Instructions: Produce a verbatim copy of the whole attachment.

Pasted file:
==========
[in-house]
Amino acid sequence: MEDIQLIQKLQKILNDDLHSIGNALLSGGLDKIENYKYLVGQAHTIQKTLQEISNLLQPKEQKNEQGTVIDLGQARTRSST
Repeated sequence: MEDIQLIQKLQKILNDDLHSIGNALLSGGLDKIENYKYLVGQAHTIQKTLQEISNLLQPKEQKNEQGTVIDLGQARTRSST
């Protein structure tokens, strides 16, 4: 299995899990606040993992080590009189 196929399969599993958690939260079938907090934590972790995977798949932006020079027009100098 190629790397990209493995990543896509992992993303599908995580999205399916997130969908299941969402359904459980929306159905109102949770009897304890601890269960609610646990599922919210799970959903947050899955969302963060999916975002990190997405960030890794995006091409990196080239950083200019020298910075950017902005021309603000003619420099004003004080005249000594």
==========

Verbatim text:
[in-house]
Amino acid sequence: MEDIQLIQKLQKILNDDLHSIGNALLSGGLDKIENYKYLVGQAHTIQKTLQEISNLLQPKEQKNEQGTVIDLGQARTRSST
Repeated sequence: MEDIQLIQKLQKILNDDLHSIGNALLSGGLDKIENYKYLVGQAHTIQKTLQEISNLLQPKEQKNEQGTVIDLGQARTRSST
């Protein structure tokens, strides 16, 4: 299995899990606040993992080590009189 196929399969599993958690939260079938907090934590972790995977798949932006020079027009100098 190629790397990209493995990543896509992992993303599908995580999205399916997130969908299941969402359904459980929306159905109102949770009897304890601890269960609610646990599922919210799970959903947050899955969302963060999916975002990190997405960030890794995006091409990196080239950083200019020298910075950017902005021309603000003619420099004003004080005249000594």